Equine Behaviour 100 Hours Certificate Course
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Equine Behaviour 100 Hours Certificate Course
It is assumed that all animal behaviour is an adaptation designed to support survival, either directly or indirectly. However, this is not always the case. Animals can behave self-destructively, out of habit, or out of boredom, just as humans can. To better understand the behaviour, we should also consider what motivates it.
Lesson Structure: Equine Behaviour BAG216
There are 7 lessons as follows:
- Introduction: Influences and motivation
- Genetics and Behaviour
- Equine Perception and Behaviour
- Communication and Social Behaviour
- Sexual and Reproductive Behaviour
- Learning and Training
- Behavioural Problems
Learning Goals: Equine Behaviour BAG216
- Identify factors affecting equine behaviour.
- Describe the influence of genes on equine behaviour.
- Explain how horses perceive and how they respond to various stimuli
- Explain how horses communicate and the nature of their social organisation.
- Explain the sexual and reproductive behaviour of the horse.
- Describe the different ways that horses learn and how this can be applied to the training environment.
- Explain how and why behavioural problems occur and how they can be prevented
Three general categories of behaviour are reactive behaviours, active behaviours, and cognitive behaviours.
Reactive behaviour: includes stereotypic behaviour which is largely automatic. These are the most primitive types of behaviours which have been fully established in the animal well before it is born. Animal tropisms (automatic orientation responses) such as balancing and positioning are reactive behaviours. Other tropisms include things such as breathing, avoiding heat or opening the eyes
Active behaviours: are developed from inherited potentials. The animal is born with a tendency to act a certain way, but a degree of learning must occur for that behaviour to develop. The process is a little like a computer which delivers pre-programmed responses on demand; the way to act might be built into the animals genetic make-up, but it requires a certain stimulus before the action happens. These behaviours in part occur through parental training (eg. running, walking, grooming). This is a more elaborate type of behaviour than reactive behaviour. It is believed to occur only in more advanced animals (ie. arthropods and vertebrates), though there is some evidence that lower order animals can also learn behaviour.
Cognitive behaviours: are the most advanced forms of behaviour. Genetics provides only a very general influence, and the actual behaviour is more influenced by the environment and experience. Cognitive behaviour is more or less deliberate activity. The animal doesn't just respond to stimuli; it can also invent its own actions. Simple cognitive behaviours are encountered in many (but not all) arthropods, and all vertebrates.
Exploration: is a simple cognitive behaviour which allows an animal to familiarize itself with new conditions in the environment. Objects are approached, inspected and then moved away from. This action is generally repeated, but with reduced frequency. The most complex environmental factors tend to stimulate the greatest exploratory activity. If mammals are prevented from exploration for long periods, their behaviour can become abnormal.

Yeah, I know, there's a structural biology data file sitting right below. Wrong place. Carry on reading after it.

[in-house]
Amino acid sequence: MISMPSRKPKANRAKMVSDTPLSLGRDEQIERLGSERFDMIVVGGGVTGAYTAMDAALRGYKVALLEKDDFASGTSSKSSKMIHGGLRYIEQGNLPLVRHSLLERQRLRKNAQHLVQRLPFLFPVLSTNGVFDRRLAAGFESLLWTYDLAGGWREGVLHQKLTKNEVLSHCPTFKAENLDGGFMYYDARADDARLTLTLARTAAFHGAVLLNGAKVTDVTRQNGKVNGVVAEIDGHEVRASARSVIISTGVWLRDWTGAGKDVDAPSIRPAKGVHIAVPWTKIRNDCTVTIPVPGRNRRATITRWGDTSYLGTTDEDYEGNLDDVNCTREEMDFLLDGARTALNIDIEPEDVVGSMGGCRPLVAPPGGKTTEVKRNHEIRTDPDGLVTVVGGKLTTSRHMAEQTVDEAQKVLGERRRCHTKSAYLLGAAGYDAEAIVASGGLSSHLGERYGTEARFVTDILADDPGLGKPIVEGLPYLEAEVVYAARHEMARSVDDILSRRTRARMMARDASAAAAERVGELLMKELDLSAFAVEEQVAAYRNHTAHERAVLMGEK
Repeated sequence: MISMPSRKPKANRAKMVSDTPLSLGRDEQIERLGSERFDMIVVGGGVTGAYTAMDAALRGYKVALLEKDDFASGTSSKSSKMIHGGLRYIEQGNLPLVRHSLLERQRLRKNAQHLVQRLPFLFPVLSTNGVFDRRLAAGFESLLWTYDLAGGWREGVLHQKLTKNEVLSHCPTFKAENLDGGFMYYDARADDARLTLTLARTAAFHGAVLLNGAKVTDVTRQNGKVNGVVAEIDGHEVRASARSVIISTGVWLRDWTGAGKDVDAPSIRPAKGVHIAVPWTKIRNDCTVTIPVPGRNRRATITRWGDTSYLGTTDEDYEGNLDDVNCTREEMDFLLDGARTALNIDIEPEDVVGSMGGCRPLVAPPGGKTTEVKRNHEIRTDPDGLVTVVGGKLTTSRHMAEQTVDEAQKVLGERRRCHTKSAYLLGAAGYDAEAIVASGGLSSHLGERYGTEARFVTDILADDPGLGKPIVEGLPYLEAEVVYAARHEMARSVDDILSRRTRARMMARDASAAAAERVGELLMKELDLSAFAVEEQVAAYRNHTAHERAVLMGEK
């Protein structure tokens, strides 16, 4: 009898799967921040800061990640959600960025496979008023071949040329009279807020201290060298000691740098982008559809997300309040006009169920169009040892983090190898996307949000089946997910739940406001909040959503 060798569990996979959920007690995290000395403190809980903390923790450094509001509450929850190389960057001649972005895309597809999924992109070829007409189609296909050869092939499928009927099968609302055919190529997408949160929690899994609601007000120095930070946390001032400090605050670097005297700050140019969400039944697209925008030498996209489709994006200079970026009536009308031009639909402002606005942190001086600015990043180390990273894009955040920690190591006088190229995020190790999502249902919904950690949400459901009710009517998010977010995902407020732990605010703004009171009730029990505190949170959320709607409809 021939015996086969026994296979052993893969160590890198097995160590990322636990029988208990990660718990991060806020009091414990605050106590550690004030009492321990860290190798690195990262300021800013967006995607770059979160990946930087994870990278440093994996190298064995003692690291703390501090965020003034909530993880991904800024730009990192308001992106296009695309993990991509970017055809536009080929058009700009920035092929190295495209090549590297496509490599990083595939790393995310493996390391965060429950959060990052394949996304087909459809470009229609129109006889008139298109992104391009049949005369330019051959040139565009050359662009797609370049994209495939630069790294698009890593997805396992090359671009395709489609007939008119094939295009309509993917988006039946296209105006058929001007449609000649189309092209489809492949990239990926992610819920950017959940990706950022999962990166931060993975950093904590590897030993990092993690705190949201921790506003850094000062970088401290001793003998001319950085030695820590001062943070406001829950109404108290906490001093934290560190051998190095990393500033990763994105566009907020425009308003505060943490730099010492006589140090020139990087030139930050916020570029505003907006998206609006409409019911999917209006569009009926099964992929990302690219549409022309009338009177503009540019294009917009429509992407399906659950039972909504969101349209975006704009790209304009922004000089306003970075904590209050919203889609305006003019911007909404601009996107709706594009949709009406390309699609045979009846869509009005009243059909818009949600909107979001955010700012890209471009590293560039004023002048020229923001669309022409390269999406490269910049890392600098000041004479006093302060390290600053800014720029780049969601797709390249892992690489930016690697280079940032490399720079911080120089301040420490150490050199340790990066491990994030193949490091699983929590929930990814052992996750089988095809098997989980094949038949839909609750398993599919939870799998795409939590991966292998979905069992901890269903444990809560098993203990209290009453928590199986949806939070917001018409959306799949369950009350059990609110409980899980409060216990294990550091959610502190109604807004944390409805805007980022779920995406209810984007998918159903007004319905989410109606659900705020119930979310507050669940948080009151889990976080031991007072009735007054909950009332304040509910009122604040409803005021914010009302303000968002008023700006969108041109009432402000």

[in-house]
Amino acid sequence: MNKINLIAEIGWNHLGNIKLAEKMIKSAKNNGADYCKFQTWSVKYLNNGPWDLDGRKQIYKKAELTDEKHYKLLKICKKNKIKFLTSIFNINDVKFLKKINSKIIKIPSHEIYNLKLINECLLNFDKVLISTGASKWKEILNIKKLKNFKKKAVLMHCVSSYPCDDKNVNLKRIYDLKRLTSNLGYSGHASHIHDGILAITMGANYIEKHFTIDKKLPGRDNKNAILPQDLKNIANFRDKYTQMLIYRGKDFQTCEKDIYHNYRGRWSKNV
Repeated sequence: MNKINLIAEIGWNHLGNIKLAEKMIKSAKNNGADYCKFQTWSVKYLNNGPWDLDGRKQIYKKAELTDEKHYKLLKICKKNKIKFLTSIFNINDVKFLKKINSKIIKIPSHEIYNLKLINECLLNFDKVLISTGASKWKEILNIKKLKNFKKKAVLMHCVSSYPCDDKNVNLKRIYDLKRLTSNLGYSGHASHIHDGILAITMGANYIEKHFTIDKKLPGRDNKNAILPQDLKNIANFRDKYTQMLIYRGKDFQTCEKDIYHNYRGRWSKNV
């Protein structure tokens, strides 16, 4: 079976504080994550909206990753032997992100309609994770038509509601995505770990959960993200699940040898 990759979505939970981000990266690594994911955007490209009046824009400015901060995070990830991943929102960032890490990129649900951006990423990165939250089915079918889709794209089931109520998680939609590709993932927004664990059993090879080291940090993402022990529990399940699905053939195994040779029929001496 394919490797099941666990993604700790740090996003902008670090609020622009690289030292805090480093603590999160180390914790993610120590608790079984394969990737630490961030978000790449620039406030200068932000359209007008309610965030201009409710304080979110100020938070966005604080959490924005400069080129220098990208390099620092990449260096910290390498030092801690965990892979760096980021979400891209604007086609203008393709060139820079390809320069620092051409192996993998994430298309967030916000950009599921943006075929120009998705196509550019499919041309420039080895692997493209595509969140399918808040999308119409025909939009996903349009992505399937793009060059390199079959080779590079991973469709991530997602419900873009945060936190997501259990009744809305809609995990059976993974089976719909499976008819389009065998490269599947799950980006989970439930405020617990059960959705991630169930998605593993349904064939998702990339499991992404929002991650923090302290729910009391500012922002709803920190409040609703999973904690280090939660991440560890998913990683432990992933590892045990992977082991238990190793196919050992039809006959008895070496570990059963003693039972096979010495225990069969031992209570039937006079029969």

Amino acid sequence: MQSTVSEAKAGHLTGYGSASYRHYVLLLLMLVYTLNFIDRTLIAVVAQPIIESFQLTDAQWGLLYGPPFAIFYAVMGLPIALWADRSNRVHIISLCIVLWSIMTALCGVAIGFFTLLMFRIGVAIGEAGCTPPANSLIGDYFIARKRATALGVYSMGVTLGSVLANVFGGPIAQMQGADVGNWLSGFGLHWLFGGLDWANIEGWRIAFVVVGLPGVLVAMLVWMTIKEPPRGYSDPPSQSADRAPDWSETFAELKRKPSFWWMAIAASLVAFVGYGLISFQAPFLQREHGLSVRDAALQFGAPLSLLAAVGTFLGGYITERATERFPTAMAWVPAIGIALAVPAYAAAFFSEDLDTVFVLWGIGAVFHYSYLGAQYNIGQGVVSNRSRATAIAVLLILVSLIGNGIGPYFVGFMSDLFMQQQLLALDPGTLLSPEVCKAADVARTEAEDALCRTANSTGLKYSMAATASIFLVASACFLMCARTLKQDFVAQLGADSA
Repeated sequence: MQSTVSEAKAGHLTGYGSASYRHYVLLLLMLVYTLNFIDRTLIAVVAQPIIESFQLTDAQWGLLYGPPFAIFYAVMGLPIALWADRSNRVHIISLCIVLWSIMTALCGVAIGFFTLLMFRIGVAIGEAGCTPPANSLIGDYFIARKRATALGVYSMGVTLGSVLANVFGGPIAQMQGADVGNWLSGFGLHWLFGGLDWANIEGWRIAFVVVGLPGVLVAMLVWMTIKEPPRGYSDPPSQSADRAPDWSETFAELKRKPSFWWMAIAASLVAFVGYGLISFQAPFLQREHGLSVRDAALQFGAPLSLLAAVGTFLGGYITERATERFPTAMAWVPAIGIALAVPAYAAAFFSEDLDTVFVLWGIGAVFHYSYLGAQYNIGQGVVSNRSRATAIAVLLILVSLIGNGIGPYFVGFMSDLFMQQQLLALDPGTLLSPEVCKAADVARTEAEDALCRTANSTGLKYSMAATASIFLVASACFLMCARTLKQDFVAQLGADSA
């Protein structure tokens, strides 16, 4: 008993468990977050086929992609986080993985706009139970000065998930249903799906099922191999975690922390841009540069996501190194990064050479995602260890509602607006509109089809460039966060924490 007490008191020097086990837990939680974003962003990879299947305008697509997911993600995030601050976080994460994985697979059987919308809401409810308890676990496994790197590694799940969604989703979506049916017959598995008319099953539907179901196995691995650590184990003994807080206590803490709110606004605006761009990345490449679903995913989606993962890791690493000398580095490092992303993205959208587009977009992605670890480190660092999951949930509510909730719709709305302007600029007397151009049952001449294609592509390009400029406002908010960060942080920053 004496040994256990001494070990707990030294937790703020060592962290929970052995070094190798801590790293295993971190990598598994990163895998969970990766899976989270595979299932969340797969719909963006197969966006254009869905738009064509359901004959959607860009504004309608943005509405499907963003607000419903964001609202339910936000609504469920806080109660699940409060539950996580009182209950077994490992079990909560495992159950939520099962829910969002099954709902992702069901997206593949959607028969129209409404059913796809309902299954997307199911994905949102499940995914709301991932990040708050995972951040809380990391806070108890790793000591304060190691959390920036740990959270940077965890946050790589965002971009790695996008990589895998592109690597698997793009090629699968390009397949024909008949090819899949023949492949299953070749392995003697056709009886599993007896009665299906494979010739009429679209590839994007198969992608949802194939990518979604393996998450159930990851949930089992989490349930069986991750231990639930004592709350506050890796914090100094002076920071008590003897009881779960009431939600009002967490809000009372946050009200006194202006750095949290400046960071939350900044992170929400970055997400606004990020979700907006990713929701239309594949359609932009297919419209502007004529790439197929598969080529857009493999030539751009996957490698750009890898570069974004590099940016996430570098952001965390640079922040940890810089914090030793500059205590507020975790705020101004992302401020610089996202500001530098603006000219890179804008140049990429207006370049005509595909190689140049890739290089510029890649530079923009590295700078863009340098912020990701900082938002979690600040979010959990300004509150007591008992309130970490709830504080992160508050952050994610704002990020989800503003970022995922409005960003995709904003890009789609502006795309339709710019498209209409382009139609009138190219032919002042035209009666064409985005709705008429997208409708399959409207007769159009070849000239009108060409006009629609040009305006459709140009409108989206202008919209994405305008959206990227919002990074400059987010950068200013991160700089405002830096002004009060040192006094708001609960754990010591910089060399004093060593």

Play: is a more advanced type of cognitive behaviour which occurs to some degree in most vertebrates; but more so in mammals. Play may involve more complex and diverse activity than exploration. Play and exploration together help animals adapt to both their physical and social environment. Lack of play in young animals can lead to social problems later in life (ie. they make poor parents or don't react well with other animals). Another more complex cognitive behaviour seen in mammals is manipulative behaviour.
Species Behavioural Differences
The behaviour of horses has been affected by their evolutionary development.
Horses have lied in open grasslands for over 25 million years. Feed in these situations is high in fibre, and low in energy, thus slow to digest. This has caused horses to develop a behaviour of slow continuous feeding while slowly moving for most of the day. Conformation and behaviour of equine animals is adapted to this life of continuous grazing; and for this reason, even modern domesticated horses require several hours of slow movement each day.Horses evolved as herd animals, because they were vulnerable to attack by predators if they were alone in an open grassland environment. Being in a group increased the ability to detect and escape a threat. As a result, horses have evolved an inherent need to be near and interact with other horses. The need for social contact with other horses is essential.Horses have developed a flight behaviour (running away) as a natural reaction to threat. Their physiology has even adapted to support this behaviour. A horses first reaction to any threat or fear will naturally be to run away, and that behaviour is fixed in it's genetics.
Domesticated Horse Behaviour is Different
- Domestication of horses has affected it?
- Genetics and inherent behaviours; but to a limited degree.
Domestic horses may differ from wild ancestors and relatives in the following ways not just because they are around humans from birth, but also because these characteristics have been bred into them over time:
- Tamer (less timid
- Some sensory parts of the brain (sensory perception) have become less heightened (eg. The horse may not sense visual and other stimuli as sharply, because the need to do so has decreased. As a result, domestic horses are likely to be less stressed
- Greater variation in performance, behaviour and physical attributes.
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